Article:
Five Key Assumptions for Ordinary Least Squares (OLS) Regression

When we develop our parameter estimates for our regression model, we want to make sure that all of our estimators have the smallest variance. Recall that when you were computing the value of your estimate, b, for the parameter β, in the equation below:

You were subtracting your independent variable’s average from each of its actual values, and doing likewise for the dependent variable. You then multiplied those two quantities together (for each observation) and summed them up to get the numerator of that calculation. To get the denominator, you again subtracted the independent variable’s mean from each of its actual values and then squared them. Then you summed those up. The calculation of the denominator is the focal point here: the value you get for your estimate of β is the estimate that minimizes the squared error for your model. Hence, the term, least squares. If you were to take the denominator of the equation above and divide it by your sample size (less one: n-1), you would get the variance of your independent variable, X. This variance is something you also want to minimize, so that your estimate of β is efficient. When your parameter estimates are efficient, you can make stronger statistical statements about them.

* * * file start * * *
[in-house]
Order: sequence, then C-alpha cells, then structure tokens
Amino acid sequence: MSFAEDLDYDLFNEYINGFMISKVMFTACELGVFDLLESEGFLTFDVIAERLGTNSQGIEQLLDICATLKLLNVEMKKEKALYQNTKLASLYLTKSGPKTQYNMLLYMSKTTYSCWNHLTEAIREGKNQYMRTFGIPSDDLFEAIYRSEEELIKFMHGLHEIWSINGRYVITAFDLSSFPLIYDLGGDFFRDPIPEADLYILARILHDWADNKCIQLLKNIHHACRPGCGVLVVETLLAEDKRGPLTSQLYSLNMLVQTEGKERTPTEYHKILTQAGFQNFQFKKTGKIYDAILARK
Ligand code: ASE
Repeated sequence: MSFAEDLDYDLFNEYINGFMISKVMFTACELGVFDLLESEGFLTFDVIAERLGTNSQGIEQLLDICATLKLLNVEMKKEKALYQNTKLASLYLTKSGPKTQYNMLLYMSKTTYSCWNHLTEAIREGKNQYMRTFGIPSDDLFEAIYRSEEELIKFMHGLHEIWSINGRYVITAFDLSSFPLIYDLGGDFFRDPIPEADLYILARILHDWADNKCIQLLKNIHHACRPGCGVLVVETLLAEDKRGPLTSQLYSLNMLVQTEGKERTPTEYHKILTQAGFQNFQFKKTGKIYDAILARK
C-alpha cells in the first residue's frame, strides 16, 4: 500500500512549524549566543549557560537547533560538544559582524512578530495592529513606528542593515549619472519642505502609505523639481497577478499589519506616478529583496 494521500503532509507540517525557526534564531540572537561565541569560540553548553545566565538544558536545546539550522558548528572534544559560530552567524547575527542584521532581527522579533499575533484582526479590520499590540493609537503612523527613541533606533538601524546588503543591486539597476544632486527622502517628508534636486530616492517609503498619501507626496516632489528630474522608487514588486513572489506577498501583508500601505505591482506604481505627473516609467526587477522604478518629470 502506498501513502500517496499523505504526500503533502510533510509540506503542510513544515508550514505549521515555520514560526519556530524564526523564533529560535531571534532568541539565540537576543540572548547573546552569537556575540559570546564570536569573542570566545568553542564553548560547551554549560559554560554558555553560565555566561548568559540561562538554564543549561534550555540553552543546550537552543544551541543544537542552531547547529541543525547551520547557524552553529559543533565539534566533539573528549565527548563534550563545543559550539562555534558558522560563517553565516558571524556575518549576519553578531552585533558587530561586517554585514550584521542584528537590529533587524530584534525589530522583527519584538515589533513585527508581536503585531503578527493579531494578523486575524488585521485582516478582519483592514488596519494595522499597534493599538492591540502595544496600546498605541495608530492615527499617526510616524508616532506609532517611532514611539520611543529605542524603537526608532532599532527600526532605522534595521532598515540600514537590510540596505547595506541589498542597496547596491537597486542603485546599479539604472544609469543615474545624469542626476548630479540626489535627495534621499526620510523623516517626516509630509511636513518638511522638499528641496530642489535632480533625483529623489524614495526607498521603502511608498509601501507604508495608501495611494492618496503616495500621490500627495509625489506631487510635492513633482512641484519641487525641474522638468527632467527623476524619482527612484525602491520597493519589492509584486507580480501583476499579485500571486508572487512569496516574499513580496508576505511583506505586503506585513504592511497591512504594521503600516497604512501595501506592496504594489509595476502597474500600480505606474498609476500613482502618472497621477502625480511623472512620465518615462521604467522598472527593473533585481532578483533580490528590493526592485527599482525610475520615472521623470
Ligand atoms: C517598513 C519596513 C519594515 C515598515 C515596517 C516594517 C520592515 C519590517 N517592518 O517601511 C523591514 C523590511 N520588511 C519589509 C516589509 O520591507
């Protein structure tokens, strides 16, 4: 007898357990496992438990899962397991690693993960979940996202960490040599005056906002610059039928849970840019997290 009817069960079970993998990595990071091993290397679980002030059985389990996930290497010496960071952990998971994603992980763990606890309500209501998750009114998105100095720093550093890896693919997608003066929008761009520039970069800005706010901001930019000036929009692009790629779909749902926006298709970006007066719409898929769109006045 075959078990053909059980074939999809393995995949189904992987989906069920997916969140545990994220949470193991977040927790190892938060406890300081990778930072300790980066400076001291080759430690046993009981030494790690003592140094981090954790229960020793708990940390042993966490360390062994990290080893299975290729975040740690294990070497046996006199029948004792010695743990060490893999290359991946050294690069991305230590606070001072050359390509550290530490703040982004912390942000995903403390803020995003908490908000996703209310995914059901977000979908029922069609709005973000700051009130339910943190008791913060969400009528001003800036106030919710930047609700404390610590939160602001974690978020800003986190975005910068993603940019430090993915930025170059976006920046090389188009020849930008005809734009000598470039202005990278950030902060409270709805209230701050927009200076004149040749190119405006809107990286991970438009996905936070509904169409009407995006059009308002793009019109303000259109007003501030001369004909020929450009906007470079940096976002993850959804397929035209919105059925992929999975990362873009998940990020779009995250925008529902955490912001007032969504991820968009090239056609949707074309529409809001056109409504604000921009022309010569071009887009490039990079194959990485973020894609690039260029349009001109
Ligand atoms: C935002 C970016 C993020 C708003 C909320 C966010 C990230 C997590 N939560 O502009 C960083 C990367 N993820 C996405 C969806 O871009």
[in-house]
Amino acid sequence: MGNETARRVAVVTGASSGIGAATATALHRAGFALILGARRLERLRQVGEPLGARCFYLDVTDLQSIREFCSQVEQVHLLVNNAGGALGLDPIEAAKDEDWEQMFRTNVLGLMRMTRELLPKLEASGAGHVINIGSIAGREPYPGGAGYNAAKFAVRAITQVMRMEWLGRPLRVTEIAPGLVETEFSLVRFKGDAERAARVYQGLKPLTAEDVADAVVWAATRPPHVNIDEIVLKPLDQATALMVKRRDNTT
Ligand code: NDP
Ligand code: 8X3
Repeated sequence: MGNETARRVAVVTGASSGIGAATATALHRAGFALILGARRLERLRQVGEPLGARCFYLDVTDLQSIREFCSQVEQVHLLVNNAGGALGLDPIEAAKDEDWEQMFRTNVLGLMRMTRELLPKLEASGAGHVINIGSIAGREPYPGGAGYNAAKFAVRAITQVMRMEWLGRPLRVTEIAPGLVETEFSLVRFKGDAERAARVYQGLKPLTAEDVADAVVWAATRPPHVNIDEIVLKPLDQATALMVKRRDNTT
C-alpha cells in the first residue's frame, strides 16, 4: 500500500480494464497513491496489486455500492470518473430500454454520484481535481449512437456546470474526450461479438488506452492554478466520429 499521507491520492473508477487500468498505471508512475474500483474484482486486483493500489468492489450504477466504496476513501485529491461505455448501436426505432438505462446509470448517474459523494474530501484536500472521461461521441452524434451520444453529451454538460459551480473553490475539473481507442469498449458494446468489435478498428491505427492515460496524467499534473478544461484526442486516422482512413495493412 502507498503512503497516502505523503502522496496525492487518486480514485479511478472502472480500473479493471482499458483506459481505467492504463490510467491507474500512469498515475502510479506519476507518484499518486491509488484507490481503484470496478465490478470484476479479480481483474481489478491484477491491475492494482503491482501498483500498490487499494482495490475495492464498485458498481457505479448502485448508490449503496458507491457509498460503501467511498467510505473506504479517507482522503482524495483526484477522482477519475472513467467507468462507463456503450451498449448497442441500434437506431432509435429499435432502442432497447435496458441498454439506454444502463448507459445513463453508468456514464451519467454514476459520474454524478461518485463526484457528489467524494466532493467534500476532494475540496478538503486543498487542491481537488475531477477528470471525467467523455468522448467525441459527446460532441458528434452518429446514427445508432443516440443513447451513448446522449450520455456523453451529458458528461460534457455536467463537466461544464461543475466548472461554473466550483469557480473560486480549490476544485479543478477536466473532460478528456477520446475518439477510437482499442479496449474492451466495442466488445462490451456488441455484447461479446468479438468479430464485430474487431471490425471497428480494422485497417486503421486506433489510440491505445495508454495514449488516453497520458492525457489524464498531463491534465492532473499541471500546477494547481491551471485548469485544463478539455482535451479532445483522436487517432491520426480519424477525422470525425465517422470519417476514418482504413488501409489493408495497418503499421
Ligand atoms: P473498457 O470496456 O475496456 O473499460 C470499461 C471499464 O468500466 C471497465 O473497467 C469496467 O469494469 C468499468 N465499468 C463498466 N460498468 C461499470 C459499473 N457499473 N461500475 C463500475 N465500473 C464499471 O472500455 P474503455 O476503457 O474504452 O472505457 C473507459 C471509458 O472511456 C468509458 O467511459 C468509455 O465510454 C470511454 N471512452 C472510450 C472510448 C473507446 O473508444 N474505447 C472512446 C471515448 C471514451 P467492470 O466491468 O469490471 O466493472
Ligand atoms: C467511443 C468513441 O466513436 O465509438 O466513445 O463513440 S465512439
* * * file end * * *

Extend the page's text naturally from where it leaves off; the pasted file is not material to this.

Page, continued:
We also want to be sure that our estimators are free of bias. That is, we want to be sure that our sample estimate, b, is on average, equal to our true population parameter, β. That is, if we calculated several estimates of β, the average of our b’s should equal β.

Essentially, there are five assumptions that must be made to ensure our estimators are unbiased and efficient: